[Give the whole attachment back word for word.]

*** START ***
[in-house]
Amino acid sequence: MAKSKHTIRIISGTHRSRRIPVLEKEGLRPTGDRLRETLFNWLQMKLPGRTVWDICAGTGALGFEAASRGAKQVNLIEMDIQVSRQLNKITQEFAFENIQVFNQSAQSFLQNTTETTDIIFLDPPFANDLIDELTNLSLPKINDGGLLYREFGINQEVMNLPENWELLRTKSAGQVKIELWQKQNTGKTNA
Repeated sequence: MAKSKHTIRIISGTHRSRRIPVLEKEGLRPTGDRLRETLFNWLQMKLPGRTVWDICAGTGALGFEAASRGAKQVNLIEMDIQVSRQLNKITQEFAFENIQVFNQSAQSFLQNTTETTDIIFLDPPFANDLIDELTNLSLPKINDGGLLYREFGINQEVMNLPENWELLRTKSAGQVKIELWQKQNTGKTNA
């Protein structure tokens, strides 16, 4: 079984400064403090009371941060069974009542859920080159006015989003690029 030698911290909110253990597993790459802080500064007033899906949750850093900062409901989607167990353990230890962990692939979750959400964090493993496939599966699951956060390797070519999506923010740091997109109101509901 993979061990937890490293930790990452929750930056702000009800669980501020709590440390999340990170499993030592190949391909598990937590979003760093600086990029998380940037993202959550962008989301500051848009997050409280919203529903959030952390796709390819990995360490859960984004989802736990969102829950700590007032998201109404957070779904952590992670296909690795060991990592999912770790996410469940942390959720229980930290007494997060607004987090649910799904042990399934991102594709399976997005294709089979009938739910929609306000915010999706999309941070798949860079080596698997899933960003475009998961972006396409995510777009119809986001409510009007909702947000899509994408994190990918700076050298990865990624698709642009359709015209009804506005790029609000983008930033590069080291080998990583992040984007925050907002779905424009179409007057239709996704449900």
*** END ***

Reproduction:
[in-house]
Amino acid sequence: MAKSKHTIRIISGTHRSRRIPVLEKEGLRPTGDRLRETLFNWLQMKLPGRTVWDICAGTGALGFEAASRGAKQVNLIEMDIQVSRQLNKITQEFAFENIQVFNQSAQSFLQNTTETTDIIFLDPPFANDLIDELTNLSLPKINDGGLLYREFGINQEVMNLPENWELLRTKSAGQVKIELWQKQNTGKTNA
Repeated sequence: MAKSKHTIRIISGTHRSRRIPVLEKEGLRPTGDRLRETLFNWLQMKLPGRTVWDICAGTGALGFEAASRGAKQVNLIEMDIQVSRQLNKITQEFAFENIQVFNQSAQSFLQNTTETTDIIFLDPPFANDLIDELTNLSLPKINDGGLLYREFGINQEVMNLPENWELLRTKSAGQVKIELWQKQNTGKTNA
């Protein structure tokens, strides 16, 4: 079984400064403090009371941060069974009542859920080159006015989003690029 030698911290909110253990597993790459802080500064007033899906949750850093900062409901989607167990353990230890962990692939979750959400964090493993496939599966699951956060390797070519999506923010740091997109109101509901 993979061990937890490293930790990452929750930056702000009800669980501020709590440390999340990170499993030592190949391909598990937590979003760093600086990029998380940037993202959550962008989301500051848009997050409280919203529903959030952390796709390819990995360490859960984004989802736990969102829950700590007032998201109404957070779904952590992670296909690795060991990592999912770790996410469940942390959720229980930290007494997060607004987090649910799904042990399934991102594709399976997005294709089979009938739910929609306000915010999706999309941070798949860079080596698997899933960003475009998961972006396409995510777009119809986001409510009007909702947000899509994408994190990918700076050298990865990624698709642009359709015209009804506005790029609000983008930033590069080291080998990583992040984007925050907002779905424009179409007057239709996704449900």